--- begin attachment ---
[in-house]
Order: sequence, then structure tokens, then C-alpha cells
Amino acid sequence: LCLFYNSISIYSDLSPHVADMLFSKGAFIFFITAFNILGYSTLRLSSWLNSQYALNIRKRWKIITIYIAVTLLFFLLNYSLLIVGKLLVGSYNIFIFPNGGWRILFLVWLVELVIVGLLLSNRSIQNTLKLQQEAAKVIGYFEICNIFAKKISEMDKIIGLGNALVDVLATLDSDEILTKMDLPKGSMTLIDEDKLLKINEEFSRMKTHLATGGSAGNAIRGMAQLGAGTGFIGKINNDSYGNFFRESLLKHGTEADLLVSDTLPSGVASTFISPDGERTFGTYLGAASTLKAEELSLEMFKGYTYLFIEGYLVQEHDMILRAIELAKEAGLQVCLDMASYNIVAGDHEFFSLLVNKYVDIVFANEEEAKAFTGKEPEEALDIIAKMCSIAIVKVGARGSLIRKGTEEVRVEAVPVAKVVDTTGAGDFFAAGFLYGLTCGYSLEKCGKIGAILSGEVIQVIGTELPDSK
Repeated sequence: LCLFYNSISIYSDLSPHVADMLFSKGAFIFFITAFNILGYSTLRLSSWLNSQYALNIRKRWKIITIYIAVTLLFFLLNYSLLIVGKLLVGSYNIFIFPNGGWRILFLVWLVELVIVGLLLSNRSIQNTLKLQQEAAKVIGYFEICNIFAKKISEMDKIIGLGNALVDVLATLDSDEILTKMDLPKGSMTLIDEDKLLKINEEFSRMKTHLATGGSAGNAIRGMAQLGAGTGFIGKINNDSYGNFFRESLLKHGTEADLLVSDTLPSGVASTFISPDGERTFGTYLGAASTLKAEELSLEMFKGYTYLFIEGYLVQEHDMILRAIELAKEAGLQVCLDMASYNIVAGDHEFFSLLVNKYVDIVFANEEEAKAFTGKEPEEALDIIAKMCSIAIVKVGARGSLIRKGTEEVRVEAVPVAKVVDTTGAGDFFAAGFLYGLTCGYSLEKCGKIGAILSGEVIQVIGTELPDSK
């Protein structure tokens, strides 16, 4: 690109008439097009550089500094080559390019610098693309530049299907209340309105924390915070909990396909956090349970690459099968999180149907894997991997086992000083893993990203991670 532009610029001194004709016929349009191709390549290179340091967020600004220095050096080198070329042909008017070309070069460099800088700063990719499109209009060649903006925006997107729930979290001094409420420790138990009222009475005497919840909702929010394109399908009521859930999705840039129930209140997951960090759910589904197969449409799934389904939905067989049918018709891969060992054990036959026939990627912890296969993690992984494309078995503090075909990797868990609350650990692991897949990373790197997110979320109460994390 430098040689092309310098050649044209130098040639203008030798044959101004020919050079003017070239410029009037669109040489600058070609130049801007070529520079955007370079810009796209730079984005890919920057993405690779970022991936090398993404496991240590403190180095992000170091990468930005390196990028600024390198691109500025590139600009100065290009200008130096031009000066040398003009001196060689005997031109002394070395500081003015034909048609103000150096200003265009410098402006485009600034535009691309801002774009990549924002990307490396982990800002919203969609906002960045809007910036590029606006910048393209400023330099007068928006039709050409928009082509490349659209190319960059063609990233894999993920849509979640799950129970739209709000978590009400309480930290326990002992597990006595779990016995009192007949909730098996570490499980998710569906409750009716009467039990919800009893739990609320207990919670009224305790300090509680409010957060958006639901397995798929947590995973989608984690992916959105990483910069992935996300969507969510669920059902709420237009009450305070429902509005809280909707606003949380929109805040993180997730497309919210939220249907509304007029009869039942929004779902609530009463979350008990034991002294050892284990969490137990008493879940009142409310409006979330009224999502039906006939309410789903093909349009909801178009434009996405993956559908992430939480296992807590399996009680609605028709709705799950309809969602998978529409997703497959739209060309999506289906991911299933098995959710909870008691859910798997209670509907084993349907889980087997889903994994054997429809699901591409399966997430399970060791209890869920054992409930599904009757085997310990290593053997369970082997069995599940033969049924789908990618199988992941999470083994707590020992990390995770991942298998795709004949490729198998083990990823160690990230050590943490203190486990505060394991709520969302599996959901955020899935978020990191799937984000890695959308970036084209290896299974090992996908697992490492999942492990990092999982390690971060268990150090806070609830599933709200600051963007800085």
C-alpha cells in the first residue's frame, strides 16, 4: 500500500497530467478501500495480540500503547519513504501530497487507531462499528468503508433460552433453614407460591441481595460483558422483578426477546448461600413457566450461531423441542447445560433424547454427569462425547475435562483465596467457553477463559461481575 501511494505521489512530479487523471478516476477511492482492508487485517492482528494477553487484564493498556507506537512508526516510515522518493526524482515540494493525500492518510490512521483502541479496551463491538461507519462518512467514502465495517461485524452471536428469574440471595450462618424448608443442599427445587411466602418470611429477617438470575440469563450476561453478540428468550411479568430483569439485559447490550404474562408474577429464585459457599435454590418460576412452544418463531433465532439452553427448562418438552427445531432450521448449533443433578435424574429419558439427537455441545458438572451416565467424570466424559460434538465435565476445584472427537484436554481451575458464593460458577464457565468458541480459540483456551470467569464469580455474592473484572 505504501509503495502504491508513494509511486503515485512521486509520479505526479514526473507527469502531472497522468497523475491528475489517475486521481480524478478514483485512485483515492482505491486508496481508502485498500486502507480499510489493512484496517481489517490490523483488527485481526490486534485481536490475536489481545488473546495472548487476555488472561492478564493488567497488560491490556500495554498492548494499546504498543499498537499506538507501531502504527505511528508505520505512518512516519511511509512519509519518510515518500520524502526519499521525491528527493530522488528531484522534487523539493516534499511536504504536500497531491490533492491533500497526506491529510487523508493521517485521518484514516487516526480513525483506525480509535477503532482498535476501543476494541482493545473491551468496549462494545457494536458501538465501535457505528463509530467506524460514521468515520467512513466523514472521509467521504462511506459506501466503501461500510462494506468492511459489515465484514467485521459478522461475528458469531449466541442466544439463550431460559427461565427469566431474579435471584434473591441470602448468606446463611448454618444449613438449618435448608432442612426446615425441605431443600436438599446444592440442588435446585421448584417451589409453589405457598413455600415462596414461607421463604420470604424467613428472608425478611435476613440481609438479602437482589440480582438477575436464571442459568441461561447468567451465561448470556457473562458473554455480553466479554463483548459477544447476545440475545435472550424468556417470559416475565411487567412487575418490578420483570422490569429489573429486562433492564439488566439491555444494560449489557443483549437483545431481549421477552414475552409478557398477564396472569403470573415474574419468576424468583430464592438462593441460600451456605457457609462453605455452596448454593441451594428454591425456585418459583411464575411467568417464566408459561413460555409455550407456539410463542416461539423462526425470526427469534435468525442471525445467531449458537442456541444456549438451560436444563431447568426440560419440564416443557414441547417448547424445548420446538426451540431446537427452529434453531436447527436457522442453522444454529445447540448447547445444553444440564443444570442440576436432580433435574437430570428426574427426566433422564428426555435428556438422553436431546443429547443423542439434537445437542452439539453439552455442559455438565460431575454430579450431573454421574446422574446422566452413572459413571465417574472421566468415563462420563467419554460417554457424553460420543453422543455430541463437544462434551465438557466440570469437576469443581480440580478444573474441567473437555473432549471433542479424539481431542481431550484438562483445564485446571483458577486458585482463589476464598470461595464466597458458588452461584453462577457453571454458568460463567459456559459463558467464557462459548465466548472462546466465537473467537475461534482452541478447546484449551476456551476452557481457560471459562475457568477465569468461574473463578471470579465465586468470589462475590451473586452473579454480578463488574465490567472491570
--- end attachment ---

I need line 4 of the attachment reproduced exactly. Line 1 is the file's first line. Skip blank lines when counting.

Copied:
Repeated sequence: LCLFYNSISIYSDLSPHVADMLFSKGAFIFFITAFNILGYSTLRLSSWLNSQYALNIRKRWKIITIYIAVTLLFFLLNYSLLIVGKLLVGSYNIFIFPNGGWRILFLVWLVELVIVGLLLSNRSIQNTLKLQQEAAKVIGYFEICNIFAKKISEMDKIIGLGNALVDVLATLDSDEILTKMDLPKGSMTLIDEDKLLKINEEFSRMKTHLATGGSAGNAIRGMAQLGAGTGFIGKINNDSYGNFFRESLLKHGTEADLLVSDTLPSGVASTFISPDGERTFGTYLGAASTLKAEELSLEMFKGYTYLFIEGYLVQEHDMILRAIELAKEAGLQVCLDMASYNIVAGDHEFFSLLVNKYVDIVFANEEEAKAFTGKEPEEALDIIAKMCSIAIVKVGARGSLIRKGTEEVRVEAVPVAKVVDTTGAGDFFAAGFLYGLTCGYSLEKCGKIGAILSGEVIQVIGTELPDSK